Under the Commonwealth Electoral Act federal elections for the House of Representatives and the Senate are conducted using a full preferential voting system, as opposed to optional preferential voting or 'first-past-the-post' as used in other countries.

The voter marks his or her preference for each of the nominated candidates whose names are printed on the ballot paper for the House of Representatives or the Senate. The voter does this by placing a number, starting with the number "1" to indicate the first choice, opposite each candidate's name. Voters may use ticket voting for the Senate, where only one mark is required against the name of a political party or an independent, and preferences are then distributed according to the ticket lodged with the Australian Electoral Commission prior to polling day.

The voter must indicate his or her preference for each and every candidate or the vote will not be counted. The vote will be invalid if there is a mark on the paper which identifies the voter.

This system of full preferential voting ensures that a majority of voters have a some say in the election of the successful candidate even though each voter's first choice might not be elected.


Electoral System - House of Representatives

Each Member of the House of Representatives is elected for a Division under an absolute majority system, where a candidate must receive 50 per cent plus one of the votes in a Division for election.

Formal votes are counted to see whether any candidate has an absolute majority of first preference votes. If no candidate receives an absolute majority of first preference votes, later preferences are distributed.

The process of distributing the later preferences of voters and eliminating lowest- placed candidates continues until one candidate has a majority of the formal votes cast.


Electoral System - Senate

In contrast to House of Representatives elections, where only one candidate is elected for each single-member Division, Senators are elected as part of a multi-member constituency, a State or Territory. That is, 12 Senators are required to be elected for each State, and two for each Territory. The electoral system for the Senate is known as quota-based proportional representation.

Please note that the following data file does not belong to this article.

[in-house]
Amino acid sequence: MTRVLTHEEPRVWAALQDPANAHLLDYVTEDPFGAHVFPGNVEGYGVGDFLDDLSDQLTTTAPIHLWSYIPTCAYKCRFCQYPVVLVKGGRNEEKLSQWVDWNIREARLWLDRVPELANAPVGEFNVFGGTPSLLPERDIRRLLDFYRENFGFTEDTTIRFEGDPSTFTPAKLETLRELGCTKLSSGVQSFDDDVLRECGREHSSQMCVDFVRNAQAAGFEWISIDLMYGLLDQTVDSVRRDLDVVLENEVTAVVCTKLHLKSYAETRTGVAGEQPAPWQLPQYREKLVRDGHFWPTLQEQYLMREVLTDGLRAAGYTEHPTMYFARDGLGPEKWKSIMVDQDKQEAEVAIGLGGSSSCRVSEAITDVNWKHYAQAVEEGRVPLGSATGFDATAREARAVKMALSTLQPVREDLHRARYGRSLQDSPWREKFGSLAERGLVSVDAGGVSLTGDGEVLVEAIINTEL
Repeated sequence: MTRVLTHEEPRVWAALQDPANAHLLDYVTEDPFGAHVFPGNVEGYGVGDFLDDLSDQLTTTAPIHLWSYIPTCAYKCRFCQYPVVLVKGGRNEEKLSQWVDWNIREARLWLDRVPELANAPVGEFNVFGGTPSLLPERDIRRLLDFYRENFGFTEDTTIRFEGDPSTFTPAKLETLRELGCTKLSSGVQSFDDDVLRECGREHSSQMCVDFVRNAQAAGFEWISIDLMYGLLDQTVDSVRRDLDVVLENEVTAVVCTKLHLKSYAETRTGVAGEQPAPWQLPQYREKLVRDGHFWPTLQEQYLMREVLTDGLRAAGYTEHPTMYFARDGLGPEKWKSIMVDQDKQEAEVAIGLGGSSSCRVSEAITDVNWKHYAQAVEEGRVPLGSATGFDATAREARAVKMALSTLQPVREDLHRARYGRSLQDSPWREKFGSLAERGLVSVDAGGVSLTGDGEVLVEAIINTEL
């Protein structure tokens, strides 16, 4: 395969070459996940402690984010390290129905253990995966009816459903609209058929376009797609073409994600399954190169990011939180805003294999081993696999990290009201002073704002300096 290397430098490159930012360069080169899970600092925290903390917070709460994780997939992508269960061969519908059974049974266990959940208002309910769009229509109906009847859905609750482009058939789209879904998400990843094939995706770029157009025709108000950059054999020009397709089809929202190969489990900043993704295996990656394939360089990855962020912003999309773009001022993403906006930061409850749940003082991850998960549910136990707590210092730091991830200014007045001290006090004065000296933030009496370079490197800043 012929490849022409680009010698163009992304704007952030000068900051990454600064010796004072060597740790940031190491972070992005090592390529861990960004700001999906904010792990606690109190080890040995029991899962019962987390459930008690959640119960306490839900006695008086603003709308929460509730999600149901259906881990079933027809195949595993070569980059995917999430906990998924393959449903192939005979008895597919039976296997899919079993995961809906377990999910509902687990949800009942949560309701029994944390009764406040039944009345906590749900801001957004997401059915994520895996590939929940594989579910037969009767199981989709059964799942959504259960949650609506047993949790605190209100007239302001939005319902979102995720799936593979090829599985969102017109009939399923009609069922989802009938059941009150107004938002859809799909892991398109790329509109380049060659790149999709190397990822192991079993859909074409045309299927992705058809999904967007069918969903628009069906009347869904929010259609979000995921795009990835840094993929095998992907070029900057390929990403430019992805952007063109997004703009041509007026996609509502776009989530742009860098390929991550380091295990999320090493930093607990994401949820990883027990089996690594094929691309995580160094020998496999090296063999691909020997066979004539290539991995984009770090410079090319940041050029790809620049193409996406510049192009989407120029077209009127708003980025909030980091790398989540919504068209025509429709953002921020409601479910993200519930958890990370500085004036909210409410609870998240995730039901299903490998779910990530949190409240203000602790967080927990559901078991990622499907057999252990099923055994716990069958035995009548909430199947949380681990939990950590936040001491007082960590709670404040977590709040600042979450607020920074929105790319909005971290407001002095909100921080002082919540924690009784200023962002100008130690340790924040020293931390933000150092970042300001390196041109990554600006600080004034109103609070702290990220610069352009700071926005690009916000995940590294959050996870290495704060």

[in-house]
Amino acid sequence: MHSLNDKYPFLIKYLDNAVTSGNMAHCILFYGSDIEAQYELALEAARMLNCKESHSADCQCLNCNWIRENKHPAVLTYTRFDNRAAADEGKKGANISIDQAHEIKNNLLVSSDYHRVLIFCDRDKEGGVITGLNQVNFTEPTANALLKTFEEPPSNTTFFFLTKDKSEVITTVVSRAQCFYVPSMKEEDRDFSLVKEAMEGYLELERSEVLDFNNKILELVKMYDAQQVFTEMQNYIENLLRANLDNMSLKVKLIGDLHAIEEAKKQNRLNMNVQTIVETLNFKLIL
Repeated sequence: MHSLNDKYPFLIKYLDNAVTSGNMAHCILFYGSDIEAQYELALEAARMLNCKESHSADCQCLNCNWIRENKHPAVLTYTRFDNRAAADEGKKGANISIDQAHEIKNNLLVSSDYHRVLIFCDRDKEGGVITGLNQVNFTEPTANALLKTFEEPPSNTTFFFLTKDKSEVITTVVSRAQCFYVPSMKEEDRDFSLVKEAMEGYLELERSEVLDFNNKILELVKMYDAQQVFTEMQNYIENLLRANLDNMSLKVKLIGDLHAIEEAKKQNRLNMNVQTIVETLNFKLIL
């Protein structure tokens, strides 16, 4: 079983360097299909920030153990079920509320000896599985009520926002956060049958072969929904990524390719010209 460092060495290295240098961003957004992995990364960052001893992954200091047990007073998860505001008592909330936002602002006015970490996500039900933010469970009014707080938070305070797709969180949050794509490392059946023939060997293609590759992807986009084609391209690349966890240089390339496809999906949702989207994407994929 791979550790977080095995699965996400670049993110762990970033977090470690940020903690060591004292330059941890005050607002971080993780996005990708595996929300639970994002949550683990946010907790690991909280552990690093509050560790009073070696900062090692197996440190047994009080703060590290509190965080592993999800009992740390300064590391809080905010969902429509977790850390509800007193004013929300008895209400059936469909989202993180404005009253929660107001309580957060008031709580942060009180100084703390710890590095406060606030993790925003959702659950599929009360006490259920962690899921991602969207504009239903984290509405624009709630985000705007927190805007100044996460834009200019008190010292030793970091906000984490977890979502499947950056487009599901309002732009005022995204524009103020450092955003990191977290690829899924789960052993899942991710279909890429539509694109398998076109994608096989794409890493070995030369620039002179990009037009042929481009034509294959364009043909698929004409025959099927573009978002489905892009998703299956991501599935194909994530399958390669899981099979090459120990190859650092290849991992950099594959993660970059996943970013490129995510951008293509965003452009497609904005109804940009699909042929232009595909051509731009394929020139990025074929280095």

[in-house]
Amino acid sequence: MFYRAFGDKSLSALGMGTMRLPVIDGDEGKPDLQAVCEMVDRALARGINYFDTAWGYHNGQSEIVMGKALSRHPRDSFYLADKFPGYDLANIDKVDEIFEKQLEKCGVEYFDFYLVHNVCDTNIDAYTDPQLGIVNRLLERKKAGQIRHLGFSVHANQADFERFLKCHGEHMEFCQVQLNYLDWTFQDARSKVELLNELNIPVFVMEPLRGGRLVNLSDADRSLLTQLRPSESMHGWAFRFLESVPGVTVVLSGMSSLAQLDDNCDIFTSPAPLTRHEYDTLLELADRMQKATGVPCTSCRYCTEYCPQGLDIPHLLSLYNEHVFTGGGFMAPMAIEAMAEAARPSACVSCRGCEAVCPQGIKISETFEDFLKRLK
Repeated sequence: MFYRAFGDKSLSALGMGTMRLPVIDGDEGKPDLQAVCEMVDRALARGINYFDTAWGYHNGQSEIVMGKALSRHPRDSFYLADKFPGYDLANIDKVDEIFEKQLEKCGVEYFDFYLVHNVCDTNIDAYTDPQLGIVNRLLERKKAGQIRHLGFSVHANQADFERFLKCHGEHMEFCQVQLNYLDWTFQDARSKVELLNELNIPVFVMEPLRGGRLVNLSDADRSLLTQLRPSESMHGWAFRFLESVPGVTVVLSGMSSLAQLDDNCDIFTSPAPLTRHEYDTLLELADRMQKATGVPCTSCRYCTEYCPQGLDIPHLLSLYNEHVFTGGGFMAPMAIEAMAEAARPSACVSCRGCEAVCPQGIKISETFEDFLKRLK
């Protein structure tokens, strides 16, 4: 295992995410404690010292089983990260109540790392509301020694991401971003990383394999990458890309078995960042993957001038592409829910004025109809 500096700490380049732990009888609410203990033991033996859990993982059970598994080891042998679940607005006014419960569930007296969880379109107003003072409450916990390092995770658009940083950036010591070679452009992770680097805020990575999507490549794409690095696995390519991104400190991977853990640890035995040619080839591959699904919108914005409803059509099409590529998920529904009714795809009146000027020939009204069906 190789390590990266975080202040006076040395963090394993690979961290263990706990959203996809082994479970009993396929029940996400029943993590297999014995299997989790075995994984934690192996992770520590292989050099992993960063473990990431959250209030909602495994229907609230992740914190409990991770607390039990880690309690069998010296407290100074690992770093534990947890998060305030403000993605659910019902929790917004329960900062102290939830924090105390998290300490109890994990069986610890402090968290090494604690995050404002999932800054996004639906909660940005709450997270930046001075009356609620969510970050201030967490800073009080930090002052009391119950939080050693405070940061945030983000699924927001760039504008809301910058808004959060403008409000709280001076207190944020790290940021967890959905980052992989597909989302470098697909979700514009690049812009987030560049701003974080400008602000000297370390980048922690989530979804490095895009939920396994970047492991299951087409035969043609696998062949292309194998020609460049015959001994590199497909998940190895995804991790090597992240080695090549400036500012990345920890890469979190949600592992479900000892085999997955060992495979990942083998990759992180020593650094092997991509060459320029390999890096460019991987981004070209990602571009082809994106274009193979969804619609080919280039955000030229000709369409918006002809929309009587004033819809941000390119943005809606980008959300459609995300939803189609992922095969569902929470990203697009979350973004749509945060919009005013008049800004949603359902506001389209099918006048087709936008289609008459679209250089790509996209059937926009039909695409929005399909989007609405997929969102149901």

As there is a number of vacancies to be filled under the system, candidates do not need an absolute majority of formal votes to be elected. A candidate is elected when he or she receives a "quota" of the formal vote. This figure is arrived at by dividing the number of formal votes cast in the State the candidate seeks to represent in the Senate by a number equal to the number of vacancies being contested plus one, and increasing the quotient of that calculation, disregarding fractions, by one.

In a half-Senate election, which normally takes place at the same time as a general election for the House of Representatives, and where six vacancies for a State are being contested, a candidate needs to obtain one seventh of the total formal vote, plus one, to be elected.

Under the Commonwealth Electoral Act Senators representing the two Territories stand for re-election every three years. Their quota is one-third of the total formal vote, plus one.

If a candidate receives a quota of first-preference votes, he or she is declared elected and all his or her surplus votes, first-preference votes in excess of the quota, are transferred according to the voters' second and subsequent preferences. This continues until all the vacancies have been filled by candidates receiving quotas.